GREAT FALLS — As the calendar turns to January, local gyms tend to see influxes in newcomers and returners looking to kickstart the year in achieving an active lifestyle. However, that motivation can deteriorate as time goes on, leading to some potential doubt, and a plan that gets thrown away.
We checked in with a couple health specialists on some basic tips to keep in mind if you are, or soon-to-be on your fitness journey
Jamie Brook is a personal trainer and health coach at The Peak in Great Falls. She recommends a total of 150 minutes per week of moderate -intensity workouts for the average person.
"That 150 minutes doesn’t have to be every day," she said. "You can break that up into 30-minutes-5 days a week, or an hour. Sure, you can do it all at once, but it’s best to get it throughout the week.”
While there are various forms of exercises, ranging from weight training to cardio, Brook said it's important to keep a balance.
“Movement is the most important thing," she said. "You don’t have to be going to the gym every day. Just get yourself up, get yourself going, think about the clichés. Take the stairs instead of the elevators, park far away in the parking lot. Just get yourself up and moving, that’s most important.”
Brook added that in order to achieve results, the most important factor to keep in mind, is rest.
"Rest is so important," she noted. "We have to let our muscles rebuild. When we're working out, we're breaking down our muscles. There are little tissue fibers that we are breaking down. When we're resting, is when we are rebuilding those muscles. That's actually when you are gaining all that muscle."
She added, "we don't want to come to the gym every single day for five months, and you are totally burned out, and never want to come again. It's important to take a day or two to rest in between your workouts. If you're feeling super sore, get your stretch in. Just get movement. You don't have to go hard 24/7."
As essential as exercising itself is, you've likely heard the phrase, 'You can't out-train a bad diet.'
Cascade City-County Health Department Dietitian, Mattie Paddock stated, "if you are eating a lot of processed, fat foods, your body can't keep up with that, so you are going to put weight on. That's where putting in fruits and vegetables really helps ... You are going to feel fuller with fresh fruits and vegetables. Your body takes longer to process them, so you feel fuller longer. Then, you aren't going to be out searching for other foods."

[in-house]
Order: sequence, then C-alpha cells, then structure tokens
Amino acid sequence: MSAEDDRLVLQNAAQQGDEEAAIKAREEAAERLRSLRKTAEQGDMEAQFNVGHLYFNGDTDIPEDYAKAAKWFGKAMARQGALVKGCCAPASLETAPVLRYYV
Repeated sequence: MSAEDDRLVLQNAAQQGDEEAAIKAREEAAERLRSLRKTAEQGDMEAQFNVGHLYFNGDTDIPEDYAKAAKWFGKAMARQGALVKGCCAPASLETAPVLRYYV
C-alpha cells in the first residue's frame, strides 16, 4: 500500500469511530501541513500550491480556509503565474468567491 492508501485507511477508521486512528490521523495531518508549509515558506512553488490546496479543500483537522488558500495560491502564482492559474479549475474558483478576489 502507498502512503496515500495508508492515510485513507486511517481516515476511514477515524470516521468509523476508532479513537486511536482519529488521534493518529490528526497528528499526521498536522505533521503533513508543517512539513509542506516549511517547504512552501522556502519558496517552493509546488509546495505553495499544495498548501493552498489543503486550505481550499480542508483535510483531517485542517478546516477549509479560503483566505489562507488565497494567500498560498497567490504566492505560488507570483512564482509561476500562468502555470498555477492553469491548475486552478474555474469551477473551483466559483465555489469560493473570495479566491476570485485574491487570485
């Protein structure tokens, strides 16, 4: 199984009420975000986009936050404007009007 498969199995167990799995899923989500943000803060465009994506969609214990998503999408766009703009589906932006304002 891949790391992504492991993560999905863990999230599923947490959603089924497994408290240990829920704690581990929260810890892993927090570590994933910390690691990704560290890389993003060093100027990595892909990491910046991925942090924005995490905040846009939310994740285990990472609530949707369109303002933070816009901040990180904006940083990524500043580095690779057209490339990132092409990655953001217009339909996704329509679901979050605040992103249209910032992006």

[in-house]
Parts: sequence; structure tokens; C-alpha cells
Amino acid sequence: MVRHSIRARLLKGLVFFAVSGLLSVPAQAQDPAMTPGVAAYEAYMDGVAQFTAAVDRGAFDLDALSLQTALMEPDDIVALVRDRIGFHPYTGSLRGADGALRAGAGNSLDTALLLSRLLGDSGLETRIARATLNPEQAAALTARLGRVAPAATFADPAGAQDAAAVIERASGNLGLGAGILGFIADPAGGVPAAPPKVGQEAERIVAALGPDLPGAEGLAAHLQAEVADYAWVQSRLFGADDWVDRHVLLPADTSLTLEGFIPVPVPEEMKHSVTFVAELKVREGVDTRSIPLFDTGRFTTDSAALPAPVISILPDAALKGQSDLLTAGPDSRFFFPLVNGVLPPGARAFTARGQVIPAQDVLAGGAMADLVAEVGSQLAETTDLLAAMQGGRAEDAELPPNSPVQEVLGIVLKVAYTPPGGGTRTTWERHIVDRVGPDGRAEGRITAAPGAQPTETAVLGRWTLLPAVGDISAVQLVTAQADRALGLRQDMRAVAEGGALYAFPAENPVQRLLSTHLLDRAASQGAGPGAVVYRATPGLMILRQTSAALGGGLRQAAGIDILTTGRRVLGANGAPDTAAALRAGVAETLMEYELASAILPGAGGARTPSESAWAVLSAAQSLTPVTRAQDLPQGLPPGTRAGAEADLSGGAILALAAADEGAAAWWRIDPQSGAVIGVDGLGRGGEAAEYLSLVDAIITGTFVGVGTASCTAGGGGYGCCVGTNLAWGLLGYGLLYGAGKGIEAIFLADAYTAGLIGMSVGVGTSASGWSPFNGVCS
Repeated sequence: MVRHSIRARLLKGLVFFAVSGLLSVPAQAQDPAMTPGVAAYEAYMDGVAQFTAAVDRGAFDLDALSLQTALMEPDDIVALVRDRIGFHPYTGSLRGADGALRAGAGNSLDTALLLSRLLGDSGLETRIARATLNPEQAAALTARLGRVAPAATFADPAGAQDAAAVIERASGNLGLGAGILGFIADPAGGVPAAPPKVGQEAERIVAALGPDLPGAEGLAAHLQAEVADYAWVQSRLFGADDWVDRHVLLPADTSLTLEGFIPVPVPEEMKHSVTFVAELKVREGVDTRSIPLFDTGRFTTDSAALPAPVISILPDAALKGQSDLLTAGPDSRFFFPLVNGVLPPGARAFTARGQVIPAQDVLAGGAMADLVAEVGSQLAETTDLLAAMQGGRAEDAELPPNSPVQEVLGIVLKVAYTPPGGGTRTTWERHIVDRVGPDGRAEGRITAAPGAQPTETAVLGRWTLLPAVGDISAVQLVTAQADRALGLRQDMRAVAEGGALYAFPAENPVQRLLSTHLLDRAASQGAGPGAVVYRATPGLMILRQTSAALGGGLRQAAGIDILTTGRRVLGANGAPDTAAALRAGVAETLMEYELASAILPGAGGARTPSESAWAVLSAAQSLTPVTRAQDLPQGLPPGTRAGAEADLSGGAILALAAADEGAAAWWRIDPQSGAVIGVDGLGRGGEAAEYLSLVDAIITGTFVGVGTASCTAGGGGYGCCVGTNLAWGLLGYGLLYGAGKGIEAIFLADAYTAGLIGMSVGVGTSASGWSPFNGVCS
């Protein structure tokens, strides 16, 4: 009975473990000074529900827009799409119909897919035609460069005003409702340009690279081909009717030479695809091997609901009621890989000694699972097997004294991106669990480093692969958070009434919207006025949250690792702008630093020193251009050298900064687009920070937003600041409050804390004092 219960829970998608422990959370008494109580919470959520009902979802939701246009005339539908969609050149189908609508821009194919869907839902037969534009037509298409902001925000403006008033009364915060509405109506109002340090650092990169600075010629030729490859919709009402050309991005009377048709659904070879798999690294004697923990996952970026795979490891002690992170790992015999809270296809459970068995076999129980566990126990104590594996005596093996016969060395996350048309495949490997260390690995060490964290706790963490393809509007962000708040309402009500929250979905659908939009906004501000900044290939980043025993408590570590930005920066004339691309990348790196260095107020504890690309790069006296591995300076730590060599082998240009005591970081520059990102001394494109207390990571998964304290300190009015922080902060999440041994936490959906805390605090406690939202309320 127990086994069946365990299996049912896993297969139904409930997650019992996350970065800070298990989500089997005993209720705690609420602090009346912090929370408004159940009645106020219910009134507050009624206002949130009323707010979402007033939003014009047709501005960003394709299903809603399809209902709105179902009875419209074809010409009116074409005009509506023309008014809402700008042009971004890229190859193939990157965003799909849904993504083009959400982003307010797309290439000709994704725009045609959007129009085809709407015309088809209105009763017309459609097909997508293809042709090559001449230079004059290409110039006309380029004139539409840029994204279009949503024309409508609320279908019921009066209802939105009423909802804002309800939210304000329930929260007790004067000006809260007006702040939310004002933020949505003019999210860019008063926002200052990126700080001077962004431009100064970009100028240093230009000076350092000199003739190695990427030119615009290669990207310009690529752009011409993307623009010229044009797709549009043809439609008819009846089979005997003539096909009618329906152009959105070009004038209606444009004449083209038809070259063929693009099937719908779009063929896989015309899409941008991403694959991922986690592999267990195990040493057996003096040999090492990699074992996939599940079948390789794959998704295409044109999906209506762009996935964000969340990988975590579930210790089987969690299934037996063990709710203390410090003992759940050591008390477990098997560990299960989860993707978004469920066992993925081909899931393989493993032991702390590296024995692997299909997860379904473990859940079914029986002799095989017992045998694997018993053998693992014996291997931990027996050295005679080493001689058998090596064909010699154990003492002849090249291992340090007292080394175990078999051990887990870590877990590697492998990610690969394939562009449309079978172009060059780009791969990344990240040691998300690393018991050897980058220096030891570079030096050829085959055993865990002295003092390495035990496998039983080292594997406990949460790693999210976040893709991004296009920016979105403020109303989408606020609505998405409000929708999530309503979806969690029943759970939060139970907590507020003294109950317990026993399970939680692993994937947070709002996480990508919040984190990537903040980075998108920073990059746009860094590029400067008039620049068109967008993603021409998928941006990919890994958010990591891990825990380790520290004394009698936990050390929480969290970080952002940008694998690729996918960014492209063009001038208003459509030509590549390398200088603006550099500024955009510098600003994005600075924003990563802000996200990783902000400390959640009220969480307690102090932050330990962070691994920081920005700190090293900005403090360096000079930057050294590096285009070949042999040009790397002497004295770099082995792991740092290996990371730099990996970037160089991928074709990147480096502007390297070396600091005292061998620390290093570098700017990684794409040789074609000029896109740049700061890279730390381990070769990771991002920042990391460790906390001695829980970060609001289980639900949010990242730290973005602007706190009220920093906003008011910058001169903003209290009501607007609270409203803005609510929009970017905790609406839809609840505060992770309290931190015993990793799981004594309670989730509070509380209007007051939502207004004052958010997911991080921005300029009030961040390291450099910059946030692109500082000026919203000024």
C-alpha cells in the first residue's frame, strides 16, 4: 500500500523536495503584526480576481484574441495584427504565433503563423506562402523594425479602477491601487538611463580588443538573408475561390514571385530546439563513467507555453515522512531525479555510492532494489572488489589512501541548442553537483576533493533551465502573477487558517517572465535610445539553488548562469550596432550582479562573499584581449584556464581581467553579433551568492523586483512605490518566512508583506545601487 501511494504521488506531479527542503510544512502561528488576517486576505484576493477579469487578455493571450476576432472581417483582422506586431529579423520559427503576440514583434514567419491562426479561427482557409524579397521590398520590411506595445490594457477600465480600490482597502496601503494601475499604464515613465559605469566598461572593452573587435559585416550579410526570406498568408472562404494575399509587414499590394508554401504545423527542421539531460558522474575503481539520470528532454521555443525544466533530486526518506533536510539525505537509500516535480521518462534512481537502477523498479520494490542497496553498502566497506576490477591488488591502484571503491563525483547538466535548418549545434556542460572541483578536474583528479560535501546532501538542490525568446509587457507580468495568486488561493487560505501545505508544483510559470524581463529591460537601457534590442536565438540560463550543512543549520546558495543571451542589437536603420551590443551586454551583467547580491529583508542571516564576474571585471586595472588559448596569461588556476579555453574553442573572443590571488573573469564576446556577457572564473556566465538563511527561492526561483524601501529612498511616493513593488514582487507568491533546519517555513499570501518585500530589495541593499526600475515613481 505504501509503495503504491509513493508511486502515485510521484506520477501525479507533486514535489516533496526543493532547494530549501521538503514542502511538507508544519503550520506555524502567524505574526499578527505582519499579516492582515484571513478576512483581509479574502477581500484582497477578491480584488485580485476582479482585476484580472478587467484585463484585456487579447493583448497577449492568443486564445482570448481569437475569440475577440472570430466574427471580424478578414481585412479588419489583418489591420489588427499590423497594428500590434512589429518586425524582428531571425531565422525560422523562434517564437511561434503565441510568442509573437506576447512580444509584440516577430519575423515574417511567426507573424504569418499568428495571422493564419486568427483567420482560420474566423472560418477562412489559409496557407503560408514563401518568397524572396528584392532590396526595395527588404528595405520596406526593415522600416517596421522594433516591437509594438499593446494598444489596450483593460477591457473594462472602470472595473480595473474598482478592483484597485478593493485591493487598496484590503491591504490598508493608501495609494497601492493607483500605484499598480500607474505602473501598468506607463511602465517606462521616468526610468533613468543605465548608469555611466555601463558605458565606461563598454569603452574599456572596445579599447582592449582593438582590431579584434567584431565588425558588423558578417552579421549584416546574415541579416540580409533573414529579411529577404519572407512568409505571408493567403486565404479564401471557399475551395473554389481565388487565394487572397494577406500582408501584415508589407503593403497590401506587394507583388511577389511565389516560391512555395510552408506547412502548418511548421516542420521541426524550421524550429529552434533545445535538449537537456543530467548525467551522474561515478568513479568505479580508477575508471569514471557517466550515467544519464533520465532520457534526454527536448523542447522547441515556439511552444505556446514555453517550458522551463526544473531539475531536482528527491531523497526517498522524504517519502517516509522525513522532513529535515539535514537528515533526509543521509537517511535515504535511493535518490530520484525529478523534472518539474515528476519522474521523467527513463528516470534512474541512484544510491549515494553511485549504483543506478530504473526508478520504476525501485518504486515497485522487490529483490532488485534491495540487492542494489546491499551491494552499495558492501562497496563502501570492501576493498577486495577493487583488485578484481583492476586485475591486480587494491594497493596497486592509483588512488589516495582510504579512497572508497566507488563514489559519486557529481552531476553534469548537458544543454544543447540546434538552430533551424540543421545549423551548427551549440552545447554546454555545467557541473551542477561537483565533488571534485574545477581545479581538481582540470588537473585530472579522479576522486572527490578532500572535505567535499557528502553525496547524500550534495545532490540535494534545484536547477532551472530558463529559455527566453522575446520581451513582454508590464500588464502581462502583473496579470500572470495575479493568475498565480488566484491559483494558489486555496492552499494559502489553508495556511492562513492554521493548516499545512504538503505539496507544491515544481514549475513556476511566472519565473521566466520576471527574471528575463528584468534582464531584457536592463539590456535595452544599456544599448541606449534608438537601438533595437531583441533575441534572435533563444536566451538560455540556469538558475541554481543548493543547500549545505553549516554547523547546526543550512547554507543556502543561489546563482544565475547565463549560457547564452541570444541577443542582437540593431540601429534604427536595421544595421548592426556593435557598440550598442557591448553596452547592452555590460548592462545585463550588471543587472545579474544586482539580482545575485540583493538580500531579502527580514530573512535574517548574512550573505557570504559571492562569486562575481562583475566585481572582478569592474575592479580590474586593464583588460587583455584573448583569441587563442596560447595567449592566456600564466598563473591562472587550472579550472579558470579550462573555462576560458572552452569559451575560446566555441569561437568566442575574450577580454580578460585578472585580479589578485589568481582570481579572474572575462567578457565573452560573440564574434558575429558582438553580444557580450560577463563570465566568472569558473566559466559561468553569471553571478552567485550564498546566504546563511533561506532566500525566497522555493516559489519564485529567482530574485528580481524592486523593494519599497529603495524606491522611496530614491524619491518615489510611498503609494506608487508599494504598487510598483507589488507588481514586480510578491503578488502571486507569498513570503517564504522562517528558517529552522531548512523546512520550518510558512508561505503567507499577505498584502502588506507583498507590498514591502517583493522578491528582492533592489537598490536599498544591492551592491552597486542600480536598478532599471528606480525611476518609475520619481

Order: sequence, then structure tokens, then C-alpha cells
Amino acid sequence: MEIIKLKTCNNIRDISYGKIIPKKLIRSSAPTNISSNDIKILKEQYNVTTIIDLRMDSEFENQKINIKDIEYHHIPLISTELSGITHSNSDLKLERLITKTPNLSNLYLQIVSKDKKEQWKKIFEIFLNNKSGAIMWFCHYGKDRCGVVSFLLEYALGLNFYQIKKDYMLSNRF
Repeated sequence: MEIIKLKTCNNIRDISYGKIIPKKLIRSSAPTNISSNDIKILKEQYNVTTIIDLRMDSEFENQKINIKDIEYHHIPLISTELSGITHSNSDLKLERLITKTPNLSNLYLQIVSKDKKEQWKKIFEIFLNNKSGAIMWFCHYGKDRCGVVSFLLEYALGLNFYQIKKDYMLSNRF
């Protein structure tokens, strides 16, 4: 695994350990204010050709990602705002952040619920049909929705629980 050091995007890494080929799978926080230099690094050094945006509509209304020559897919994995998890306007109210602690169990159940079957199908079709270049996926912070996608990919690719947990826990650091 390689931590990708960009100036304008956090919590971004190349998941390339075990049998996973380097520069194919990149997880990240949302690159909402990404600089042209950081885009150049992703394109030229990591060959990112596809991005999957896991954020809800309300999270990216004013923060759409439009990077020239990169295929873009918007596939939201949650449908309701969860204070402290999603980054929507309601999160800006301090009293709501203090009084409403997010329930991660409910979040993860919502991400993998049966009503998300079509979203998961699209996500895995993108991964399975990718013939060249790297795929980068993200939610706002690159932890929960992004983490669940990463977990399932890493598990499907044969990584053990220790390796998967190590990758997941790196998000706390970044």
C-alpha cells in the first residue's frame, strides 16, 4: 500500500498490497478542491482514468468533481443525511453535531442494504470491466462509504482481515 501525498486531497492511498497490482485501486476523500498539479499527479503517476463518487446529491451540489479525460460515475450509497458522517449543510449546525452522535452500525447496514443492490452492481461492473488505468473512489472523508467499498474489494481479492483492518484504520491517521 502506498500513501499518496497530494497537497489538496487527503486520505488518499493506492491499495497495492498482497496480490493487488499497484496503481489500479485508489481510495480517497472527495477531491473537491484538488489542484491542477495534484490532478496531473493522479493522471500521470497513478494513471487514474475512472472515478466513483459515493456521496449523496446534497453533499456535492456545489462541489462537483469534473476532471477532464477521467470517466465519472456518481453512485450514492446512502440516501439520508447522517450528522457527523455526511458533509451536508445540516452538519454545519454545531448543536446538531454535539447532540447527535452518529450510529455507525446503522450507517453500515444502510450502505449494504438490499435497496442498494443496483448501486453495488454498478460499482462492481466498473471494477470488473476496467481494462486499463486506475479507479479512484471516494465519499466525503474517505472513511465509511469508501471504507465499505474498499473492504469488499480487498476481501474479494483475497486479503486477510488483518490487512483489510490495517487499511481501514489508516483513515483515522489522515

Paddock also noted the importance of reading food labels, particularly when it comes to sugar. She said it is important to observe the total amount of sugars, versus the 'added sugars.'
Paddock said, "a lot of diced tomatoes add sugar to help hold the shape when they process it. You are better off buying whole tomatoes in the can and cutting them up yourself."
When asked how many meals someone should eat in a day, Paddock said it's dependent on the person. However, she noted that eating less and less can potentially have its risks.
"Yes, you are going to lose weight, but you have to look at what you’re doing for your health, and can you maintain that," she explained.
According to the USDA's latest “Dietary Guidelines for Americans” report for 2020-2025, "Adult estimated calorie needs range from 1,600 to 2,400 calories per day for females and 2,000 to 3,000 calories per day for males. As shown, males generally require more calories than females."
- Grizzlies test positive for avian flu
- Fort Benton teen publishes novel
- Meet the 'Farm Dog of the Year'
- Dead geese in Great Falls river